Psychological Self-Help

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so make sub-goals easy. Failure motivates high esteem people
(Raynor & McFarlin, 1986). Use failure as a cue to try harder. 
STEP FOUR: Enrich your self-concept: both with wonderful
fantasies of possible successes and with visions of ways you
might fail.
Read inspiring stories which you can relate to your life by using
American Guidance (1977), The Bookfinder. Find other motivational
books, such as My Power Book by Dan and Marie Lena (1991), Ziglar's
(1975, 1987) See You at The Top or Top Performance, or Robbin's
(1991) Awaken the Giant Within, which are mentioned in chapter 4.
Any of the Chicken Soup for the Soul books (Canfield & Hansen, 1991-
6) are touchingly inspirational. 
Observe successful people, role play taking risks and succeeding,
and gain knowledge increasing your expertise. Do everything to
increase your ability and confidence, because believing you can
succeed increases your motivation. 
Nurture positive, confident, optimistic attitudes. See method #9. A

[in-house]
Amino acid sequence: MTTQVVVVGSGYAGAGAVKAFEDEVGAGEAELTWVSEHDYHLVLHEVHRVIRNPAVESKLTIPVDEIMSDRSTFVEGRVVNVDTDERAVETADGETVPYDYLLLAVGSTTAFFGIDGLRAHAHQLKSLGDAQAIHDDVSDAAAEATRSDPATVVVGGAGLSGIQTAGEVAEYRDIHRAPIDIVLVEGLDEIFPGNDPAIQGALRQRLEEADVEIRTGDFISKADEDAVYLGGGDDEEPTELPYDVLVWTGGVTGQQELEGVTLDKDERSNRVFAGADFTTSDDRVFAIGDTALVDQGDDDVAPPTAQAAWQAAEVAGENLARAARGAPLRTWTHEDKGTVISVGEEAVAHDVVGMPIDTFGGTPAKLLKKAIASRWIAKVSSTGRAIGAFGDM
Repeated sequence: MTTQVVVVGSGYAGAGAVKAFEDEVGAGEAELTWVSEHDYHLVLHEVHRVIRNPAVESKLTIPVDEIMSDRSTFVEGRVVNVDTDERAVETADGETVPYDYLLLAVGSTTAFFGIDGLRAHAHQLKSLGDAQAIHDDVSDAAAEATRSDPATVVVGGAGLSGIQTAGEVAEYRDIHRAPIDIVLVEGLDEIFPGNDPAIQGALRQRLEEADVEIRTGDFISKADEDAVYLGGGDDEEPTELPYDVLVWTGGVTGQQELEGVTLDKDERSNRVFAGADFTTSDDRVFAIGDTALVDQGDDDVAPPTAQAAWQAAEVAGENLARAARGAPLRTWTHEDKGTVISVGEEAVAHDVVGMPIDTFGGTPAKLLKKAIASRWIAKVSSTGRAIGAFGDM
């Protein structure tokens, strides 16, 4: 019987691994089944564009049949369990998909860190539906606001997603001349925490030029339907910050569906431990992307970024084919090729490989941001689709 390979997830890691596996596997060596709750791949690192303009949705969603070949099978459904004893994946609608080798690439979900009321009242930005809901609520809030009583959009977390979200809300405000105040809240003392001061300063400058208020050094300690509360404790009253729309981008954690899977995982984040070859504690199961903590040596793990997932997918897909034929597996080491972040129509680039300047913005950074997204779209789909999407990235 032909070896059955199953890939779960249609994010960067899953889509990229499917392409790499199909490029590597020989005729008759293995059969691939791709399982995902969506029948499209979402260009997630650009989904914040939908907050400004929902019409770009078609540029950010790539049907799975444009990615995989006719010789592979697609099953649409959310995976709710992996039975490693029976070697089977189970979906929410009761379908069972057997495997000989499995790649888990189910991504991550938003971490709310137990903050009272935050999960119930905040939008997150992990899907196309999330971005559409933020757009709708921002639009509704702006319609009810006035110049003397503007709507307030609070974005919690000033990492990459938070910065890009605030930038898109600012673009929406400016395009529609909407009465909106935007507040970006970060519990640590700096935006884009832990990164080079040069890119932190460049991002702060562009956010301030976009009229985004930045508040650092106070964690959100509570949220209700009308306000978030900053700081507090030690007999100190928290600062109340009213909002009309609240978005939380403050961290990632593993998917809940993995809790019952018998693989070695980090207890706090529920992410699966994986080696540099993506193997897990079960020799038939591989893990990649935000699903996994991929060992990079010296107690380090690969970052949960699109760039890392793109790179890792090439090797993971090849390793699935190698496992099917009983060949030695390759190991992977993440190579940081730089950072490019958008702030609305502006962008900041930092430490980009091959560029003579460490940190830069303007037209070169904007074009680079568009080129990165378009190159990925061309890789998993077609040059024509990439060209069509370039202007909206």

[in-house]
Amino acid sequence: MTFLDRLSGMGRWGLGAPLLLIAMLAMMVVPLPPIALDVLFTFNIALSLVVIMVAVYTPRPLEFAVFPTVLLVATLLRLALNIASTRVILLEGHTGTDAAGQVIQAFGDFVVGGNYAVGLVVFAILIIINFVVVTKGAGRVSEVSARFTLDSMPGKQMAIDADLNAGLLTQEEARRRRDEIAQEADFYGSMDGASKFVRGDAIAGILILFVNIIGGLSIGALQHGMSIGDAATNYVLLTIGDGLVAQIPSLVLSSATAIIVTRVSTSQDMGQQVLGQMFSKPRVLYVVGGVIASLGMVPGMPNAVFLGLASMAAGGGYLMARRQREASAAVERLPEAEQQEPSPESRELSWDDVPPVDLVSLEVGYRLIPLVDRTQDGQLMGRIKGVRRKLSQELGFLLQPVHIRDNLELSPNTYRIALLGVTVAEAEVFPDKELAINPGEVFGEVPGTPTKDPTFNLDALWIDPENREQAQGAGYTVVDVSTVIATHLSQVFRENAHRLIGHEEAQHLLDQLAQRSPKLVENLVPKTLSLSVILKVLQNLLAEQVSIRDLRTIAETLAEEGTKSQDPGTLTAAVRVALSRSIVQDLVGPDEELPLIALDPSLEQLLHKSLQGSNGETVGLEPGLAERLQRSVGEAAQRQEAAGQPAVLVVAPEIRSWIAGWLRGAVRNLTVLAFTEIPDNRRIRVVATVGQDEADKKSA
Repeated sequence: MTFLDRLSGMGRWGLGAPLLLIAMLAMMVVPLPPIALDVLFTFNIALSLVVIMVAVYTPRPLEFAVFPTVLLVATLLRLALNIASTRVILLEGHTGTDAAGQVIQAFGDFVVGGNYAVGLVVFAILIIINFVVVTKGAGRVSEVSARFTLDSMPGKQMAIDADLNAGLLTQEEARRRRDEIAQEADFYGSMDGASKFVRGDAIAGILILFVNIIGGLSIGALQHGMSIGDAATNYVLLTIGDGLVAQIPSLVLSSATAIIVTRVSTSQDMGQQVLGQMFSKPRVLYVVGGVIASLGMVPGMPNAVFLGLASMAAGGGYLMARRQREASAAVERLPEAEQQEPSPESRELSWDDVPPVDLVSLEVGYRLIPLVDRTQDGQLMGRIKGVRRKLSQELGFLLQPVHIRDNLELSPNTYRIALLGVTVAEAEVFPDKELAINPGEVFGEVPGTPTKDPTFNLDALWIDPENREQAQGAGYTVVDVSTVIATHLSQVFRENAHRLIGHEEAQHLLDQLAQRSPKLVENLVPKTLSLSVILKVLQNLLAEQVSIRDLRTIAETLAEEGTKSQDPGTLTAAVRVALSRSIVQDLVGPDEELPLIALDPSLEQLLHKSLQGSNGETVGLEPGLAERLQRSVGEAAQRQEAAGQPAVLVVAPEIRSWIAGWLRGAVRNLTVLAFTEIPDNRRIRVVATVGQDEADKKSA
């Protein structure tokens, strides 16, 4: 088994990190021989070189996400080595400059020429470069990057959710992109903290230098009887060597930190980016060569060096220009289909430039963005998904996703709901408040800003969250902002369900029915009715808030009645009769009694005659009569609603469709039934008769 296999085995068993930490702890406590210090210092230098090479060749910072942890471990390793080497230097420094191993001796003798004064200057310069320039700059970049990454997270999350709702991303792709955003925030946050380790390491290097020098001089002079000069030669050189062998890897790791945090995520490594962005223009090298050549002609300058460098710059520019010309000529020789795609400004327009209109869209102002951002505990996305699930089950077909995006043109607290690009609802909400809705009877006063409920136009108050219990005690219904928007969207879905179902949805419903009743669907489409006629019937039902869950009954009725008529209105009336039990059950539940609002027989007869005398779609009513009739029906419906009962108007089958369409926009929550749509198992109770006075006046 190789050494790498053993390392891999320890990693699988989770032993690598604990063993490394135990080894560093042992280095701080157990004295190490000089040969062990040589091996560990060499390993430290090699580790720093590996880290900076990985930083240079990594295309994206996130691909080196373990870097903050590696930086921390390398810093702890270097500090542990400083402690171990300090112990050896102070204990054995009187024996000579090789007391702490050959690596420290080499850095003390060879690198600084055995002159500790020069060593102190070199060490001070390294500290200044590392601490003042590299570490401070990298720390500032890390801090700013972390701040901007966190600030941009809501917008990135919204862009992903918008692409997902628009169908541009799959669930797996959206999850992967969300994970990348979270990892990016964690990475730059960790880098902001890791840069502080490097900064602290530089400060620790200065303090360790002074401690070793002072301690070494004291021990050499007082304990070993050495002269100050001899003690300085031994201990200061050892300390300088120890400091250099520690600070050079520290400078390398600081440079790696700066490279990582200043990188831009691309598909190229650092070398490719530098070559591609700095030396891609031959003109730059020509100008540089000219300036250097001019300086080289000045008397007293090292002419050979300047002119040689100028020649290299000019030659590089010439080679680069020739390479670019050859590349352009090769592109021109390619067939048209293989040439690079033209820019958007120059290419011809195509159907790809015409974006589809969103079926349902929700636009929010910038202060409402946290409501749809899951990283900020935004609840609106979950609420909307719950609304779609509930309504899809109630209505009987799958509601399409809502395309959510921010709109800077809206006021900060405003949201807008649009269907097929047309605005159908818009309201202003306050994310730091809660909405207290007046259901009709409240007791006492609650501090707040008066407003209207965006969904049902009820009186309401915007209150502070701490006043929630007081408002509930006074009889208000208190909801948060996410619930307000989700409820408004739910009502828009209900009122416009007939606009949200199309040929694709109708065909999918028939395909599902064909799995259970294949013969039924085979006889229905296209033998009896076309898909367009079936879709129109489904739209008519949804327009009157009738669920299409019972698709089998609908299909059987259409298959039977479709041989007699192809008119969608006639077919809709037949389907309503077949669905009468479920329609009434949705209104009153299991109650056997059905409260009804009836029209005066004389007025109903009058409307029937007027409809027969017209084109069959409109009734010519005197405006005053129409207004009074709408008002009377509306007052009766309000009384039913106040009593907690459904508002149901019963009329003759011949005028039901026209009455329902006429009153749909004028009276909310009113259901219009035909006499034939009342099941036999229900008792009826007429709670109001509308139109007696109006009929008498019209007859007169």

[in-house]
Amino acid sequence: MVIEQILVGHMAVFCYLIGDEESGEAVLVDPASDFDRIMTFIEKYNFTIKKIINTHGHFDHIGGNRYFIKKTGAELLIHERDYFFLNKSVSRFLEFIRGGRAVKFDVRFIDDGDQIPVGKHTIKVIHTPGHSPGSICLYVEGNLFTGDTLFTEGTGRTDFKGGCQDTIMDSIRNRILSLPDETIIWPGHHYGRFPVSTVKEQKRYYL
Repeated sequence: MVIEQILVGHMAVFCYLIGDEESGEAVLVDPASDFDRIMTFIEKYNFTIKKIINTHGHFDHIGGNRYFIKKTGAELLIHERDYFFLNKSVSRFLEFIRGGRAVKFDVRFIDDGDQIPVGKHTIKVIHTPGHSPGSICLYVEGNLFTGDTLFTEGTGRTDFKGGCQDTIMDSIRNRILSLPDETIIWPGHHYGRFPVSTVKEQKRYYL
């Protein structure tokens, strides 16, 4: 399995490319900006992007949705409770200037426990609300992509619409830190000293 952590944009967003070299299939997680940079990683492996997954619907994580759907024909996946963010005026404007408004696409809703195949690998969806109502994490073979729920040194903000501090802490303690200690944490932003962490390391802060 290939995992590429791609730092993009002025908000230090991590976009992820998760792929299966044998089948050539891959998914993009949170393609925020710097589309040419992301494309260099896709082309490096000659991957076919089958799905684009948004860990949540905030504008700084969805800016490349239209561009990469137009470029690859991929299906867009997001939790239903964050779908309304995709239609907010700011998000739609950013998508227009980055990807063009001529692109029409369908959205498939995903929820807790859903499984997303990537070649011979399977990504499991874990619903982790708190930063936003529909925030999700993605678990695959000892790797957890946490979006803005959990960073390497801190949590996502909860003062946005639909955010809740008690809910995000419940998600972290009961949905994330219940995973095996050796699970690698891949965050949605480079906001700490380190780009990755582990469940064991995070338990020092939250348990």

self-doubting pessimist can hardly be highly motivated. Imagine in
detail how wonderful life will be when you succeed, how pleased
you'll be. Do this every day. 
Using the methods outlined in chapter 4, learn to think "I am
responsible" (note relationship between outcome and effort), "I am in
control" (note you can change), "I have ability" (note how success
increases as your skills develop) and "I value being successful" (note
the pay offs of doing well). These beliefs lead to hard work and pride. 
A negative, defeatist attitude towards oneself is likely to be
detrimental, to involve a lack of confidence, to reduce motivation, and
so on, so work on improving your self-concept if that is a problem (see
method #1 in this chapter). However, high self-esteem does not lead
to high achievement. Rather, doing well academically and socially
leads to increased self-esteem (Nielsen, 1982). 
Research suggests that optimally motivated persons have a
balance between their positive selves and negative selves, i.e.
their positive expectations and their frightening awful possible
outcomes. Both dreams and fears are needed; dreams draw us to
success and visions of failure scare the hell out of us when we
goof off (Cantor, Markus, Niedenthal, & Nurius, 1986). Some anxiety
is helpful. 
Anthony Robbins (1991), a motivation writer, expresses a similar
idea. He says we should associate massive pain with not changing and
massive pleasure with changing, and do it now! The examples he gives
of massive pain include having an agreement to eat a can of dog food
if you go off your diet, the humiliation of publicly admitting you have
failed (reporting to a support group how you are doing or jumping up
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